Surely there must be better ways of marketing a classy 12 page-glossy multi colour brochure listing out the heritage of the governing board, 'international accolades', insight into the curriculum/ core faculty/course structure, and a few endorsements from some esteemed recruiters...? Or is it hard sell?

b) and a couple of conversations I have had in the last 3 days-this week!

-One expressed his disappointment of the 'available crop' of the pass outs of a world class global B School (GMAT scores of about 700 and average 5yrs of experience) where there they had visited last week for lateral hires. True, the company had got a slot only on the 'day 3' when the cream was apparently already picked by the early birds. "The quality of the talent wasn't just inspiring. And in cases of a fit, the salary expectations were just not in sync with the value they could add".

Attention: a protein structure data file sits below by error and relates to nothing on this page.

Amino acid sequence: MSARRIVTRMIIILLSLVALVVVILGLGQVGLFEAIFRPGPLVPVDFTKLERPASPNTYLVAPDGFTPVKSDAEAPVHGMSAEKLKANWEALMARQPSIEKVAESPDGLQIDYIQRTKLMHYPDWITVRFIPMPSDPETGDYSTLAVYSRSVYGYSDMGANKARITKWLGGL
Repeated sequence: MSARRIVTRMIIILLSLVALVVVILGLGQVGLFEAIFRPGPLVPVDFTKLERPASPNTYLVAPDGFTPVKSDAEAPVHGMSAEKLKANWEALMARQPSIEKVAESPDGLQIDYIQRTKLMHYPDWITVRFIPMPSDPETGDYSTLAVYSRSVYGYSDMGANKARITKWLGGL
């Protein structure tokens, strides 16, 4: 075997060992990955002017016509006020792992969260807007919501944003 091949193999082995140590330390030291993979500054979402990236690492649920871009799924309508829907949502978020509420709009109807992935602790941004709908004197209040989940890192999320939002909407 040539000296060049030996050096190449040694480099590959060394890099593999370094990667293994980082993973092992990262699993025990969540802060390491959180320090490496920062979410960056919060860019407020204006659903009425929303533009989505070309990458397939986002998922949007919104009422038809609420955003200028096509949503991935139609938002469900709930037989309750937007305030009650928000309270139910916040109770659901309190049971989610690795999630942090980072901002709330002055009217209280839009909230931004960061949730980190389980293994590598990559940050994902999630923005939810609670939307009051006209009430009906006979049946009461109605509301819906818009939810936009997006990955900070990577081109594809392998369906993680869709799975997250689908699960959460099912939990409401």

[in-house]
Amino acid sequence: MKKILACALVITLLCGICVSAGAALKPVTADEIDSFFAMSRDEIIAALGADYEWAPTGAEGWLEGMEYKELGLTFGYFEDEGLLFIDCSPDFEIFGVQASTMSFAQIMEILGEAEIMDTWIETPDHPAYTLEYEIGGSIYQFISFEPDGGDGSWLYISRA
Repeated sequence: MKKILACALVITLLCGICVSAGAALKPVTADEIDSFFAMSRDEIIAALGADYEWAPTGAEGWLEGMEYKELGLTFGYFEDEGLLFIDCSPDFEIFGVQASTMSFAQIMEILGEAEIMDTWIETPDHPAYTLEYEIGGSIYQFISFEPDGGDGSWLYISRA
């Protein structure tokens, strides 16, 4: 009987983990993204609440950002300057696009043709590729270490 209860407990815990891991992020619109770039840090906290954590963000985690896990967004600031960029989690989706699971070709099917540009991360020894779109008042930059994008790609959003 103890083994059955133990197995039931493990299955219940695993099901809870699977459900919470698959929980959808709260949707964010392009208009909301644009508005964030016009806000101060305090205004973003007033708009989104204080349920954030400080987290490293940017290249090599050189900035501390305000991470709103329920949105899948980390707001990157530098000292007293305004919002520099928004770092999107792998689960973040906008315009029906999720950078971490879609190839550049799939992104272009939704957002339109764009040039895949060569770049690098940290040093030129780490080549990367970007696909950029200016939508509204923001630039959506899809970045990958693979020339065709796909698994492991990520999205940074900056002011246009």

-The HR head of an India development centre of a global software company is under pressure to ramp up headcount before the March end-lest the HO isn't convinced about the long term ability to attract, and retain global talent -and jeopardising the long term growth visavis other global ODCs in the organisation. Considering that most competitors have enforced a notice period of 2-3 months before a person can be relieved, the option is 'to hunt for those restricted to already serving out notice period with their present employers'!

c) It is interesting to read this week's issue of Business World on the issue of 'runaway salaries'.